The kernel can allocate and restrict the resources that the processes running can access through the namespaces. The namespaces create isolation, and containers only view processes. To easily work with the containers and namespaces, the nsenter Linux command is required, and we will see how to use nsenter to inspect and execute programs in the namespaces.
How to Inspect Linux namespaces using nsenter
Before we dive into using nsenter, we need to understand Linux containers and namespaces.
What are Linux Containers?
With growing technology, the demand to develop more scalable and secure applications has stretched the need to use containers. Linux containers can best be said to be a technology that allows packaging and isolating applications and resources in their runtime environment, away from the system. Besides, you can also create containers containing namespaces for different processes on your Linux system using various tools, such as podman or docker.
For this example, we will create a new container using docker, as shown in the image below.
Exit the container and list the available containers from the host system. You will note that the container we created gets listed, including its container ID.
Alternatively, if you are using podman Red Hat offers a container in its catalog that you can access using the command below.
Once you have the container created, list the process id of the container created using the command below.
In the output, you should note the process id. In our case, the ID is 39782.
Using the process id above, you can get the namespaces associated with it using lsns or nsenter.
To use lsns, use the syntax below.
Unlike lsns, the nsenter offers more options, giving you more control.
Using nsenter with Linux namespaces
Some of the common options that you can use with nsenter include:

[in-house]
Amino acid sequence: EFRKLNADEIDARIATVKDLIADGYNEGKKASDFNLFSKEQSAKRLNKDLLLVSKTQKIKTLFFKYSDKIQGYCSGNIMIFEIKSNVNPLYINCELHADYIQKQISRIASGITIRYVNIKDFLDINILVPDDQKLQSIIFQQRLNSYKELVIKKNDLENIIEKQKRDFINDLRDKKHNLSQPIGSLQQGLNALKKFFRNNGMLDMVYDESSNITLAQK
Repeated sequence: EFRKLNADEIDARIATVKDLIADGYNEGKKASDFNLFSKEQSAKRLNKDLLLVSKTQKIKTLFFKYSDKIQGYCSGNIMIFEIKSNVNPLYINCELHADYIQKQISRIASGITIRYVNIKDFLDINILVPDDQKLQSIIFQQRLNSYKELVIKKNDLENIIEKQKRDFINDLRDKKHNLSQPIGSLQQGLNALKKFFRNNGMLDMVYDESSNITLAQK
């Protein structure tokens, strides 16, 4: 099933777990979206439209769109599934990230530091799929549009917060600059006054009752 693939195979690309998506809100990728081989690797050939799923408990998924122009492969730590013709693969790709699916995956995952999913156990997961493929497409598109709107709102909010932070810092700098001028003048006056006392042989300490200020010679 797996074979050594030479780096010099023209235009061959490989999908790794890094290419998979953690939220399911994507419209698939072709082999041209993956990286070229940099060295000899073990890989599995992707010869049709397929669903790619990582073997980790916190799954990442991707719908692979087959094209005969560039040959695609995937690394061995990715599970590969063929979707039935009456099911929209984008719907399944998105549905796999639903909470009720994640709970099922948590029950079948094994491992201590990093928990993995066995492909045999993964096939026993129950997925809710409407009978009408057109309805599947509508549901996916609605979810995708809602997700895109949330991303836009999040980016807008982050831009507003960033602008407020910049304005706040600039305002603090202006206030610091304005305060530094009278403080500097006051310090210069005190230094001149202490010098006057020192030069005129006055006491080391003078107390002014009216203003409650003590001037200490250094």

1. -t: this flag specifies the target process id.
2. -u: it is used to enter the process’s namespace, and if no namespace is entered, it will use that of the target process.
For instance, to get the hostname of the namespace with the id 39782, the command would be:
3. -a: used to enter all the available namespaces. In our case, we only have one. If we run the command below, you will note we are inside the container.
You can log out by typing exit.
4. -n: the flag is used to enter the network namespace. Only the network information for the given namespace gets viewed.
If you were to view the same network details from the complete system, you would notice that there is isolation.
The isolation extends to the IP route, and we can also get the IP route for the namespace using the command below.
In the image above, you can notice how the first output is for the namespace of the given target process id, but the second output is the ip route for the complete system.
5. -p: using nsenter, you can also enter the PID namespace using the -p flag. For this to work, you should have the top or ps commands installed inside the container.
If you created the podman container, use the command below to install the procps-ng package, which installs top and ps to help view the currently running processes using the ps -ef Linux command.
You can now enter the PID namespace using the command below.
The -r sets the root directory, and if none is specified, like in the command below, it uses that of the target process ID.
The output gives the currently running process in the container.
As a developer, you can’t evade using Linux containers. The best approach is to equip yourself with tools that enable you to interact with the different namespaces for processes in separate containers. Thanks to containers, the isolation of processes running on Linux is possible. We’ve covered how to use the nsenter Linux command to enter the namespaces of different processes in any container. Keep practising and trying other tactics to understand the tool better.